Of course, the strike could have been even more effective were it not for the restrictions of the Taft-Hartley Act. Mass picketing to block plant entrances is illegal. Secondary boycotts of those selling scab products are illegal. Appeals to transportation workers to refuse to handle scab cargo are illegal. There was even a threat of a Taft-Hartley injunction to order those strikers normally making Humvee tires in Topeka back to work. To have the punch of the strikes that initially brought unionization to the rubber industry requires either mass defiance of the law—or changing the law.
Health care, pensions, and job security issues also require legislative change—as workers have done in other industrialized countries and as the Labor Party promotes for America. The only bargaining alternative today is to try to buy these benefits by reducing our wages and retreating on working conditions.
The Goodyear workers should feel proud of their strike—just as every class conscious worker is proud of them. They deserve better. Their courageous struggle in fact prepares a better future outcome for us all.
Just Like For Your Car
Yet another phony “universal” health care plan has been introduced by Democrats in congress. Oregon Senator Ron Wyden has a particularly complicated scam called the “Healthy Americans Act.” It has been enthusiastically endorsed by the CEO of Safeway—and SEIU president Andy Stern.
Wyden doesn’t attack the blood sucking insurance companies who extort tribute from most of us needing health care. Quite the contrary, he enshrines them as an institution receiving payroll deductions and tax payer subsidies from the federal government instead of employers. All would have to pay—that’s what makes it “universal,” like car insurance.
Employers currently providing insurance plans would pay present plan costs to their workers in wages for two years. In turn the workers would have to buy in to a private insurance pool. Those presently uninsured would be eligible for government help to pay the pool premiums.
This plan does nothing to provide health care, which would still be a commodity, not a social entitlement as it is throughout most of the world. It merely stabilizes and regulates the health care market. Our bosses wriggle off the hook, unconscionable profits for insurance companies become guaranteed, and the working class as always pays the price.
Fortunately, not all have followed Chairman Andy’s abandonment of the single-payer alternative needed to get us out of this mess. Physicians for a National Health Plan, the California Nurses Association, Black Commentator, among others continue the fight. And the Labor Party not only has a detailed plan but a realistic budget put forward in the Just Health Care proposal. Anything less is an insult, not a solution.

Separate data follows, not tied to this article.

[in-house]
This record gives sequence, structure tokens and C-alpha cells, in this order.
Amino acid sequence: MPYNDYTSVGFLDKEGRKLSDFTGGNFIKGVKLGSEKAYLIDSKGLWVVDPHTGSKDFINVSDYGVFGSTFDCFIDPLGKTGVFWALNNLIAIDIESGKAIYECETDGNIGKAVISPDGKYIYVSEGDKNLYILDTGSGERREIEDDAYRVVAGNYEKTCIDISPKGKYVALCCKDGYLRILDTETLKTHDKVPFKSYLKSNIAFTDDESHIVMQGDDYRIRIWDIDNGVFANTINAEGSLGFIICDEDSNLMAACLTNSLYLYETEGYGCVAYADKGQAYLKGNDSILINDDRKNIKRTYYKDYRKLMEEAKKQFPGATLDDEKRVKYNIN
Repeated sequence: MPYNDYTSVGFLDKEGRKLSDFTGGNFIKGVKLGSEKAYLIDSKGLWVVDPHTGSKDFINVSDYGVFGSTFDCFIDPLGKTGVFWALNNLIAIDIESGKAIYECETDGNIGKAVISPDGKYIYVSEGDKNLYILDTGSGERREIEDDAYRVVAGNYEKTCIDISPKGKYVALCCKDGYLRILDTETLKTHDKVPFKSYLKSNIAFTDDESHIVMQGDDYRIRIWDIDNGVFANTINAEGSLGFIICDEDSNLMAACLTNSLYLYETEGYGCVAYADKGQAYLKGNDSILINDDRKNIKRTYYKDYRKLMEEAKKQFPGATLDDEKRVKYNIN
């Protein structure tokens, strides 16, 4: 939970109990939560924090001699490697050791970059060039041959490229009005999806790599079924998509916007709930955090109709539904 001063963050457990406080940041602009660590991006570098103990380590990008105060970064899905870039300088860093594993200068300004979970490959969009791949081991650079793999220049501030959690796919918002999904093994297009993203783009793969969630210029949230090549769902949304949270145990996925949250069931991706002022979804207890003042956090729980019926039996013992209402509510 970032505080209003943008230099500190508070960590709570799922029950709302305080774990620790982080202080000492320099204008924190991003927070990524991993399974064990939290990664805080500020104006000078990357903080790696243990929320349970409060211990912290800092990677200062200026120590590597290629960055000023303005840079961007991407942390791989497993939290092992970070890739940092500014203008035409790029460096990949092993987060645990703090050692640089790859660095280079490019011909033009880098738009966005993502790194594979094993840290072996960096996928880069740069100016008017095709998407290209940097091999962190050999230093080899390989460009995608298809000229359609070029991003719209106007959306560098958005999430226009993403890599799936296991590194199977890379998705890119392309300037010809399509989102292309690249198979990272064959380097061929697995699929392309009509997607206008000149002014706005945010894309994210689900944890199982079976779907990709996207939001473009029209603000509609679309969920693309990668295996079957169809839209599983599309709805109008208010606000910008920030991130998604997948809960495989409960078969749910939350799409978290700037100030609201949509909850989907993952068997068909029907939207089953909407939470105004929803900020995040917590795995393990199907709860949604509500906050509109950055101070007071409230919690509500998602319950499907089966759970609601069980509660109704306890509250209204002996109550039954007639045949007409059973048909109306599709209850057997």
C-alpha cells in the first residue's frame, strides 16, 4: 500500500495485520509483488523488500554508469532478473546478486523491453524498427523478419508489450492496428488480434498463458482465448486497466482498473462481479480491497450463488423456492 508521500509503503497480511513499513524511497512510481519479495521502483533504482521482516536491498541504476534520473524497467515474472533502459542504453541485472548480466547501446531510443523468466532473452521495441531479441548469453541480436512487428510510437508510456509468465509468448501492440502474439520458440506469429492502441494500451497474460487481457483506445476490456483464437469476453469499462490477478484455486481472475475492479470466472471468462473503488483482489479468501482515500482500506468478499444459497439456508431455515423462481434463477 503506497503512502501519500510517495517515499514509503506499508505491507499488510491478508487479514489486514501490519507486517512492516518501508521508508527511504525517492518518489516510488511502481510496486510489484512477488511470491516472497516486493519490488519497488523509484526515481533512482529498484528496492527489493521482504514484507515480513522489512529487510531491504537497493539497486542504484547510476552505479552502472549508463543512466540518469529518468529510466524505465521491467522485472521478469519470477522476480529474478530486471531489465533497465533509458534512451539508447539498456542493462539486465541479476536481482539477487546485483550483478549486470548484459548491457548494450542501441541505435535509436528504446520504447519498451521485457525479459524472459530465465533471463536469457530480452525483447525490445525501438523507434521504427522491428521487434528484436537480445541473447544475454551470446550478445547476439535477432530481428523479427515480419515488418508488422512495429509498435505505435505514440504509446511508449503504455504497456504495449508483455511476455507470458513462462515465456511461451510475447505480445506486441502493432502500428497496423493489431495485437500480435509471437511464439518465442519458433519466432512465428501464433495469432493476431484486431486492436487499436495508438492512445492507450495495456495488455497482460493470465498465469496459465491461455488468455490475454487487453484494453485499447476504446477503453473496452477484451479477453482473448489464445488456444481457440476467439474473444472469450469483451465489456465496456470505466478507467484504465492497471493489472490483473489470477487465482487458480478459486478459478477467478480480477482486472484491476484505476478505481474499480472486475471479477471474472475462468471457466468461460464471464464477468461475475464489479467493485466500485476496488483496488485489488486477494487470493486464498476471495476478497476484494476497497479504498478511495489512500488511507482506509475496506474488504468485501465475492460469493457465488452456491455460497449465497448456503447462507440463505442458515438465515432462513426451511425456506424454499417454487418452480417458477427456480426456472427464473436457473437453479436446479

A New Debate On the War
The Democrats took control of congress. The Iraq Study Group said it was time to wrap the war up. The chief architect of and apologist for the war was fired . Many became optimistic about peace finally being at hand.
Instead, the terms of debate about the war have shifted completely. Now the argument is about whether there should be a “surge” of more GIs sent to Iraq. The President indicates that’s where he’s leaning. So does Senator McCain—and the new Democrat senate majority leader said that was okay by him as well as long as you get them home within a couple of years.
Meanwhile, Secretary Rice has rejected any talks with Syria or Iran—called for in the Baker/Hamilton recommendations. More naval forces are on their way to the Gulf . The Pentagon has requested an additional 99.7 billion dollars for Iraq operations and is drawing up plans for adding tens of thousands of new recruits to the overall payroll of the Army and Marines.
Some are not observing a honeymoon waiting for the “peace” Democrats to take the initiative. Hats off to the Washington-Orange-Lamoille Labor Council in Vermont for implementing policy adopted at the recent US Labor Against the War Assembly with a resolution pledging them to “communicate its opposition to continued war funding - except to bring our troops home safely, and take care of them when they get here - directly with Representative Peter Welch and Senators Bernie Sanders and Patrick Leahy by joining delegations to discuss the issue of ending war funding in order to bring the troops home now.”
Once again, new events and my loquacity have combined to give transit worker commentary short shrift. I promise to make amends with a stand alone article dealing with the lessons of the fiasco driven Transport Workers Union Local 100 in New York; a contrasting look at CAW bus drivers in British Columbia; and why transit workers should be in the front lines in the fight against Global Warming. However, this will have to wait until after my vacation (see below.) In the meantime check out how CAW Local 111 in Vancouver is building public support for their just struggle.
Down Mexico Way
From time to time there are breaks in updating this site when I go out of town to cover labor movement events. Now, however, we’re taking two weeks off just for a vacation. My partner Mary is self-employed and therefore has to pay her self for any vacation time. This will be the first real vacation we have taken in about six years. It will also serve as the long deferred honeymoon following our 2005 decision to get married for the best of reasons—health insurance.
In the pre-dawn hours of Christmas Day we’ll be hitting the road for a two day drive to El Paso. There we will join a tour of the Copper Canyon region of Mexico. Unlike my “business” trips, I will not be taking along my laptop or cell phone. Please be patient if you send me a message.
The next Week In Review is planned for January 7. We will start updating the Daily Labor News Digest again on Monday, January 8.
That’s all for this year—a Happy New Year to